“SB 17 will be going into effect when students are not on campus to see these changes … this can come as a sort of shock to students, and we really need to focus on rebuilding and educating students on what this might look like,” Kumar said.

Definitely someone else was making the decisions. We were not asked for input or suggestions.”

—Gilbert Carrasco, Texas Tech University

Staff members from now-dissolved DEI offices also say their voices were left out of conversations about how to move forward. Gilbert Carrasco, who previously served as the director of the Office of LGBTQIA Education and Engagement at Texas Tech, said that he was told abruptly in August that the office was closing. He was offered an alternative position but chose not to take it and will leave the institution at the end of December.

Carrasco said he was not consulted about where the office’s resources—which include information for LGBTQ+ students, as well as materials related to sexual health, insurance and emancipation from abusive parents—could be relocated.

“Definitely someone else was making the decisions. We were not asked for input or suggestions. I offered mine, and of course nothing was given back,” he said.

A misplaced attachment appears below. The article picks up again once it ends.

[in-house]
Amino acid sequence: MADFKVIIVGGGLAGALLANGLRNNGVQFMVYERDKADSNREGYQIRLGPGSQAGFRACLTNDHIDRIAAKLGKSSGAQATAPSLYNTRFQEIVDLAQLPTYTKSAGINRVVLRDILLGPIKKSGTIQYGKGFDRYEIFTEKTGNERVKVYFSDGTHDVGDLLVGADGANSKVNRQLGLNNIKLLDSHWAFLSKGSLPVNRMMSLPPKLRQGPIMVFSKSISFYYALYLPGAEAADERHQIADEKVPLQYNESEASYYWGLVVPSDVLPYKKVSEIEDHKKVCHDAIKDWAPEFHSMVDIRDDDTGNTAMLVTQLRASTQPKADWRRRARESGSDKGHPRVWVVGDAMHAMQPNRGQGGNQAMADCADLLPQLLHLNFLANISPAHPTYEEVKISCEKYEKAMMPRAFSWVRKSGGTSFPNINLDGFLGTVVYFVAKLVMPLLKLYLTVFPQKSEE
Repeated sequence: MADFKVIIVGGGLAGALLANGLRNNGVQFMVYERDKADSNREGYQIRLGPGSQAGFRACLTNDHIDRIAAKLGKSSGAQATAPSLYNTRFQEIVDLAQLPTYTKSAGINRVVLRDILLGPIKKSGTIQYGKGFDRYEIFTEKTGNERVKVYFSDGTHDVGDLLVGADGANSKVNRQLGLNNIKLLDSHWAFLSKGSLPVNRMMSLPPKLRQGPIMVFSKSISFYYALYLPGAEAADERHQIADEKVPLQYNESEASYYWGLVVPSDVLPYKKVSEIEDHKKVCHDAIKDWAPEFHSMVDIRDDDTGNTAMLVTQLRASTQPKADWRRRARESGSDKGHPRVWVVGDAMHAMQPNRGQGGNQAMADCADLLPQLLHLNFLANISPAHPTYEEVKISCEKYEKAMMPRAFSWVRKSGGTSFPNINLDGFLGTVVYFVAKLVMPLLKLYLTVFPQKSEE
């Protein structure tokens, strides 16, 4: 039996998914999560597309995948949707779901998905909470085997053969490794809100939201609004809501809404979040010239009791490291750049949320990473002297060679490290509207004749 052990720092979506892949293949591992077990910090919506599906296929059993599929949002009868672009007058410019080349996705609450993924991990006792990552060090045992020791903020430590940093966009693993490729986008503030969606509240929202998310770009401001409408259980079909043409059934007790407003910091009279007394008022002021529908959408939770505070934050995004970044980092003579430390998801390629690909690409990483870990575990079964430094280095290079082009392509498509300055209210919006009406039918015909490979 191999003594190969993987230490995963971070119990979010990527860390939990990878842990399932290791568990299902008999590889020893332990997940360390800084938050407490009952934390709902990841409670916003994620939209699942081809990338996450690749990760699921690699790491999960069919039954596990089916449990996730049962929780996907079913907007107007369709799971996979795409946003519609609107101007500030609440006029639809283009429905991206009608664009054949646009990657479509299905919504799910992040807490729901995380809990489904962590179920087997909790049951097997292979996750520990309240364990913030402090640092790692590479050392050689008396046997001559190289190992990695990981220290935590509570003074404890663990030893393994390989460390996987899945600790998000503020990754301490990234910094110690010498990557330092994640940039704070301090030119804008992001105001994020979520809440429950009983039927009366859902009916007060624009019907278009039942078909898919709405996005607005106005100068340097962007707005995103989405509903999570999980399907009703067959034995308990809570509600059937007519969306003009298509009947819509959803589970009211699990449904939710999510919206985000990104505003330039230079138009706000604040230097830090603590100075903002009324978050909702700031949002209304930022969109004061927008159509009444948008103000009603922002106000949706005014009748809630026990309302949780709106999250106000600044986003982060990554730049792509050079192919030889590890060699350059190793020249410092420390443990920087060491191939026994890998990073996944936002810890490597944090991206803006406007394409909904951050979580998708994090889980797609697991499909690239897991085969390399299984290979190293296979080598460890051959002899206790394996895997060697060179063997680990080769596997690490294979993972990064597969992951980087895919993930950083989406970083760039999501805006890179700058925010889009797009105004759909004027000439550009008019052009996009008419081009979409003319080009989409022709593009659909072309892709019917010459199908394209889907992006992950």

Months after the office’s closure, he said, students are still coming to him and his former assistant director to find those resources; they have had no clear communication about where to go now.

Schovanec concurred that most of the decisions were made by administrators.

An employee at the University of North Texas, who asked to remain anonymous to protect their job, agreed that a wealth of resources will no longer be available on UNT’s campus in the new year, now that the Multicultural Center and the Pride Alliance have been dissolved.

“Gender-affirming supplies—like binders, things like that—are going to disappear or possibly disappear,” the employee said. So, too, will designated spaces for queer students and students of color, as the former spaces of both centers will now be home to various other university offices.

The employee noted that staff in those two centers had no input into what would happen to them; they heard nothing until a few weeks ago, when they were told that the centers would ultimately be closed.

Staff members have been given the opportunity to move to other roles in a newly created office, the employee said, which would represent demotions from their current job titles.